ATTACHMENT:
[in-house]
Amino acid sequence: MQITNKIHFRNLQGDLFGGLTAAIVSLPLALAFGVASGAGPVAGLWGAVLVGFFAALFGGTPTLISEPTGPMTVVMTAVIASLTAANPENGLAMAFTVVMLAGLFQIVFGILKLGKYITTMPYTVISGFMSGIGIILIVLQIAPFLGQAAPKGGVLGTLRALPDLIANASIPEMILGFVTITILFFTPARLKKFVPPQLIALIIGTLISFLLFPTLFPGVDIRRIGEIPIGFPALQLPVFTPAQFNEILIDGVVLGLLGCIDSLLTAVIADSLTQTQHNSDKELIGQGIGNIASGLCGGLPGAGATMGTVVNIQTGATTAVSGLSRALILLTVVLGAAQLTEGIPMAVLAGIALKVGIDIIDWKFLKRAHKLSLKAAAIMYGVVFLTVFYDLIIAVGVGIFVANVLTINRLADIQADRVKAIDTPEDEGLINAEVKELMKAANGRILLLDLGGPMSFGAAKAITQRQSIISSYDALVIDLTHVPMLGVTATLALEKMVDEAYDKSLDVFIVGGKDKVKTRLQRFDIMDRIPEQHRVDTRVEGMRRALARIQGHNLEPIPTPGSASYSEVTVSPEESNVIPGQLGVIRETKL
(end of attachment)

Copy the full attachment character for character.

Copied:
[in-house]
Amino acid sequence: MQITNKIHFRNLQGDLFGGLTAAIVSLPLALAFGVASGAGPVAGLWGAVLVGFFAALFGGTPTLISEPTGPMTVVMTAVIASLTAANPENGLAMAFTVVMLAGLFQIVFGILKLGKYITTMPYTVISGFMSGIGIILIVLQIAPFLGQAAPKGGVLGTLRALPDLIANASIPEMILGFVTITILFFTPARLKKFVPPQLIALIIGTLISFLLFPTLFPGVDIRRIGEIPIGFPALQLPVFTPAQFNEILIDGVVLGLLGCIDSLLTAVIADSLTQTQHNSDKELIGQGIGNIASGLCGGLPGAGATMGTVVNIQTGATTAVSGLSRALILLTVVLGAAQLTEGIPMAVLAGIALKVGIDIIDWKFLKRAHKLSLKAAAIMYGVVFLTVFYDLIIAVGVGIFVANVLTINRLADIQADRVKAIDTPEDEGLINAEVKELMKAANGRILLLDLGGPMSFGAAKAITQRQSIISSYDALVIDLTHVPMLGVTATLALEKMVDEAYDKSLDVFIVGGKDKVKTRLQRFDIMDRIPEQHRVDTRVEGMRRALARIQGHNLEPIPTPGSASYSEVTVSPEESNVIPGQLGVIRETKL